British Asians set lower BMI target

Overweight man Carrying too much weight around your waist increases the risk of conditions like type 2 diabetes

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Health advisers have set a new, lower obesity measure threshold for British Asians.

The National Institute for Health and Care Excellence guidance says this and other ethnic groups must be extra careful about their weight because they are prone to diseases like diabetes.

The stricter target brings the UK in line with Indian and World Health Organization recommendations.

It means a 5ft 11in (1.8m) Asian man should weigh below 11st 11lb (75kg).

And an Asian woman who is 5ft 3in (1.6m) should weigh less than 9st 4lb (59kg).

Body Mass Index

The guidelines say a healthy weight should be gauged according to a person's Body Mass Index.

BMI is a way of seeing if your weight is appropriate for your height.

It is calculated by taking your weight (in kilograms) and dividing it by your height (in metres) squared to give you a BMI score.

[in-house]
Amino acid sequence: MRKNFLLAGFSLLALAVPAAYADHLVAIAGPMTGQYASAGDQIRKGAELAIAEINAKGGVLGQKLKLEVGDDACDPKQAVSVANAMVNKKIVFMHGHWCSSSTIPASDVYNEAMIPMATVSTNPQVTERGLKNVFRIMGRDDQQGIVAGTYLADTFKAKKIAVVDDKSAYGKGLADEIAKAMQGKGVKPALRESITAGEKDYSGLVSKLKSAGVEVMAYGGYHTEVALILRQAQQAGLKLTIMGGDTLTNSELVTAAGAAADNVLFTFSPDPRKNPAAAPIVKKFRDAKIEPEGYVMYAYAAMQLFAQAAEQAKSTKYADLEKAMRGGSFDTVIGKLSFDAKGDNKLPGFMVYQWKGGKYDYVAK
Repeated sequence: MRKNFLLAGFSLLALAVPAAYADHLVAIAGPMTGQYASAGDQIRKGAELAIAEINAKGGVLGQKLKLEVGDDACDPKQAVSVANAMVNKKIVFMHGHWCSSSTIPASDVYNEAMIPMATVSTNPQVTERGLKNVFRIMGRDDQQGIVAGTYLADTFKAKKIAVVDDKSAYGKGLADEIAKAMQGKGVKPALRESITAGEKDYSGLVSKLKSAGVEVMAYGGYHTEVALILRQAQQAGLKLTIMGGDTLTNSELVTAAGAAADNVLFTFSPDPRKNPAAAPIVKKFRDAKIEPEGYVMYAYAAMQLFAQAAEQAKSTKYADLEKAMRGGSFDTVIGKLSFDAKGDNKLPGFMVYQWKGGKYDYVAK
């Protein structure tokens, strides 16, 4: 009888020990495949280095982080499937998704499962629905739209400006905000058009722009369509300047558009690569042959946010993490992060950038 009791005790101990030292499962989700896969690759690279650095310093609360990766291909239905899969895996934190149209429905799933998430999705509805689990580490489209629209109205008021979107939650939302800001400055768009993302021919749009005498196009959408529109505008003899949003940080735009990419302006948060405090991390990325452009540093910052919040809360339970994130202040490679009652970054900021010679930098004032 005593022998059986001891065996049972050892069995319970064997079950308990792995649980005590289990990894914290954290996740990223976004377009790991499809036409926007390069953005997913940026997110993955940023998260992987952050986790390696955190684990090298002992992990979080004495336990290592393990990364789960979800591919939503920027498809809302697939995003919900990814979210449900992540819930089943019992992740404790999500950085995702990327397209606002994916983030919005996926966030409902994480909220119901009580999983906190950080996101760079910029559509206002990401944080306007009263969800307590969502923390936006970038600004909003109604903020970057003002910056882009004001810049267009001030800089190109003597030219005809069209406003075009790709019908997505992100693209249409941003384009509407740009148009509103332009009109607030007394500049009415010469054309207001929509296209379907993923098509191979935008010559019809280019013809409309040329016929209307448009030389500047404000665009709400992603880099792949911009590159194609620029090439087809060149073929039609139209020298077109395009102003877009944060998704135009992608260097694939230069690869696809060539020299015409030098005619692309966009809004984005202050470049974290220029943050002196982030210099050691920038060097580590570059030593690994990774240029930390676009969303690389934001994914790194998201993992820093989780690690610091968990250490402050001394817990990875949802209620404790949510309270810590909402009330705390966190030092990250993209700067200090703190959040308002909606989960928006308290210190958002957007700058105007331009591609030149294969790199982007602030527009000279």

Until now, experts have said all UK adults should aim for a BMI of no more than 25 to be healthy.

But NICE says that doesn't go far enough for certain ethnic groups.

Its new guidelines say Asian people should aim for a BMI lower than 23.


  • Body mass index (BMI) is used to calculate whether a person is underweight, a healthy weight, overweight or obese for their height.
  • BMI below 18.5 means that you may be underweight
  • BMI between 18.5-24.9: this is a healthy range
  • BMI of 25 or more means you may be overweight
  • BMI of 30 or more is deemed obese
  • Asian (and other minority ethnic groups, although the evidence is less clear) are at higher risk of diabetes than white populations, meaning they should ideally aim for a BMI of 23

People from black and other minority groups would most likely also benefit from having a BMI less than 23, but should aim for a BMI at least lower than 25.

Excess body fat contributes to more than half of cases of type-2 diabetes and a fifth of heart disease cases as well as certain types of cancer.

The number of people affected by these health conditions is far greater among black, Asian and other minority ethnic groups - despite rates of obesity among these groups being similar to the white population.

Diabetes UK said it was good to move away from a "one size fits all" approach to BMI.

Dr Rachel Pryke of the Royal College of GPs said: "These are helpful guidelines that bring home the importance of tailoring guidelines to individuals, for example, we know that some ethnic groups are susceptible to different health risks."

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